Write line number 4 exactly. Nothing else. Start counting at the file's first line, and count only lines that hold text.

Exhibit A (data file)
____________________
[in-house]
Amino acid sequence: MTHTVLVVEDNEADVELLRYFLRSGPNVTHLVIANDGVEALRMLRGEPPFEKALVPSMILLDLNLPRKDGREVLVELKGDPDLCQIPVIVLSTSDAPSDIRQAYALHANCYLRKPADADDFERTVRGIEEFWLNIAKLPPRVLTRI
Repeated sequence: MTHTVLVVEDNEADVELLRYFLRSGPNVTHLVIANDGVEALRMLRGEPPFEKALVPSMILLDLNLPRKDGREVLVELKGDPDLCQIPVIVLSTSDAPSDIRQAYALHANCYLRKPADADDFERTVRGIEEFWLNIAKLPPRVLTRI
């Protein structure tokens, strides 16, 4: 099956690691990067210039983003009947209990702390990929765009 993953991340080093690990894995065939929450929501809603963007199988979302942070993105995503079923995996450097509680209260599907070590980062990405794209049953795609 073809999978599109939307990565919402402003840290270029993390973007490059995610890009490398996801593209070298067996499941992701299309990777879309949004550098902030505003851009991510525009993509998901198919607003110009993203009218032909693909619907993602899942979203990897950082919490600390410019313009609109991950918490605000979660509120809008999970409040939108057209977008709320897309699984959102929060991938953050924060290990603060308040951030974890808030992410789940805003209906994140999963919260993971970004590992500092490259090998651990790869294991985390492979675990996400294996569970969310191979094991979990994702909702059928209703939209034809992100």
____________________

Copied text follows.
């Protein structure tokens, strides 16, 4: 099956690691990067210039983003009947209990702390990929765009 993953991340080093690990894995065939929450929501809603963007199988979302942070993105995503079923995996450097509680209260599907070590980062990405794209049953795609 073809999978599109939307990565919402402003840290270029993390973007490059995610890009490398996801593209070298067996499941992701299309990777879309949004550098902030505003851009991510525009993509998901198919607003110009993203009218032909693909619907993602899942979203990897950082919490600390410019313009609109991950918490605000979660509120809008999970409040939108057209977008709320897309699984959102929060991938953050924060290990603060308040951030974890808030992410789940805003209906994140999963919260993971970004590992500092490259090998651990790869294991985390492979675990996400294996569970969310191979094991979990994702909702059928209703939209034809992100």